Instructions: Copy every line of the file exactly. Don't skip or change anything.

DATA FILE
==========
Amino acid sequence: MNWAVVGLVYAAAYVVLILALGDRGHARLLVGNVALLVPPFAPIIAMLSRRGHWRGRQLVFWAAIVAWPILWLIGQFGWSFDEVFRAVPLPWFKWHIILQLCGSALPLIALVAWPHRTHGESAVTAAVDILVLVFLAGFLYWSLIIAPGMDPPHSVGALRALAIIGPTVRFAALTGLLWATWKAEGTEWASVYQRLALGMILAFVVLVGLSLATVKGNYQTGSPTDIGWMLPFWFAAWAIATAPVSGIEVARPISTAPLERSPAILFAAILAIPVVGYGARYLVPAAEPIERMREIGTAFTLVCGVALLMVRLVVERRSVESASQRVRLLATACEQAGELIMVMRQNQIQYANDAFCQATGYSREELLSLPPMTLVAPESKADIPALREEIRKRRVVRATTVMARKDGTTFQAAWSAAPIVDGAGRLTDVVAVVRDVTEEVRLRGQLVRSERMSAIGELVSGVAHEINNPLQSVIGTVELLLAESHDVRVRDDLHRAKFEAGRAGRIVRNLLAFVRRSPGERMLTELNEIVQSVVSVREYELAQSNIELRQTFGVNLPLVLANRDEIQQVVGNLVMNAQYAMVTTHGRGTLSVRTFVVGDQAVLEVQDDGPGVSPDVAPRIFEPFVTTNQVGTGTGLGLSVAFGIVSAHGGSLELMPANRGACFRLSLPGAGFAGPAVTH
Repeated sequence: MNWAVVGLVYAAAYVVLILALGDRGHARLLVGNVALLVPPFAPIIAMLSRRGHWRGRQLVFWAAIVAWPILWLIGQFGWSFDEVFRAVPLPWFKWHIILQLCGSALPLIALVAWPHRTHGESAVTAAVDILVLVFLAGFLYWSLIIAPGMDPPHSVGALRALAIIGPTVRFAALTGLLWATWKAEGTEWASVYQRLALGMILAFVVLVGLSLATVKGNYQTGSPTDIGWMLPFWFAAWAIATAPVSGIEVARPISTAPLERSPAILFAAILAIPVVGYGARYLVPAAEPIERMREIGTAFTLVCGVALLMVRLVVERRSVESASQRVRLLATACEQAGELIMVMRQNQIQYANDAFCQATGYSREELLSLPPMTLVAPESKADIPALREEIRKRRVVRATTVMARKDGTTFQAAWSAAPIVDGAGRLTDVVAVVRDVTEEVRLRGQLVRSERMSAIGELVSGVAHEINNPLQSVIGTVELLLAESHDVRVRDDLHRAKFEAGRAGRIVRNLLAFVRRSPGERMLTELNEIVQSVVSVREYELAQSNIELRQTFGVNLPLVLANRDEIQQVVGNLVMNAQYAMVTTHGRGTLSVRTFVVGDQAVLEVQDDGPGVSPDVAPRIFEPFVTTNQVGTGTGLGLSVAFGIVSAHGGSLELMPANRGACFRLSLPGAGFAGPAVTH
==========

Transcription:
Amino acid sequence: MNWAVVGLVYAAAYVVLILALGDRGHARLLVGNVALLVPPFAPIIAMLSRRGHWRGRQLVFWAAIVAWPILWLIGQFGWSFDEVFRAVPLPWFKWHIILQLCGSALPLIALVAWPHRTHGESAVTAAVDILVLVFLAGFLYWSLIIAPGMDPPHSVGALRALAIIGPTVRFAALTGLLWATWKAEGTEWASVYQRLALGMILAFVVLVGLSLATVKGNYQTGSPTDIGWMLPFWFAAWAIATAPVSGIEVARPISTAPLERSPAILFAAILAIPVVGYGARYLVPAAEPIERMREIGTAFTLVCGVALLMVRLVVERRSVESASQRVRLLATACEQAGELIMVMRQNQIQYANDAFCQATGYSREELLSLPPMTLVAPESKADIPALREEIRKRRVVRATTVMARKDGTTFQAAWSAAPIVDGAGRLTDVVAVVRDVTEEVRLRGQLVRSERMSAIGELVSGVAHEINNPLQSVIGTVELLLAESHDVRVRDDLHRAKFEAGRAGRIVRNLLAFVRRSPGERMLTELNEIVQSVVSVREYELAQSNIELRQTFGVNLPLVLANRDEIQQVVGNLVMNAQYAMVTTHGRGTLSVRTFVVGDQAVLEVQDDGPGVSPDVAPRIFEPFVTTNQVGTGTGLGLSVAFGIVSAHGGSLELMPANRGACFRLSLPGAGFAGPAVTH
Repeated sequence: MNWAVVGLVYAAAYVVLILALGDRGHARLLVGNVALLVPPFAPIIAMLSRRGHWRGRQLVFWAAIVAWPILWLIGQFGWSFDEVFRAVPLPWFKWHIILQLCGSALPLIALVAWPHRTHGESAVTAAVDILVLVFLAGFLYWSLIIAPGMDPPHSVGALRALAIIGPTVRFAALTGLLWATWKAEGTEWASVYQRLALGMILAFVVLVGLSLATVKGNYQTGSPTDIGWMLPFWFAAWAIATAPVSGIEVARPISTAPLERSPAILFAAILAIPVVGYGARYLVPAAEPIERMREIGTAFTLVCGVALLMVRLVVERRSVESASQRVRLLATACEQAGELIMVMRQNQIQYANDAFCQATGYSREELLSLPPMTLVAPESKADIPALREEIRKRRVVRATTVMARKDGTTFQAAWSAAPIVDGAGRLTDVVAVVRDVTEEVRLRGQLVRSERMSAIGELVSGVAHEINNPLQSVIGTVELLLAESHDVRVRDDLHRAKFEAGRAGRIVRNLLAFVRRSPGERMLTELNEIVQSVVSVREYELAQSNIELRQTFGVNLPLVLANRDEIQQVVGNLVMNAQYAMVTTHGRGTLSVRTFVVGDQAVLEVQDDGPGVSPDVAPRIFEPFVTTNQVGTGTGLGLSVAFGIVSAHGGSLELMPANRGACFRLSLPGAGFAGPAVTH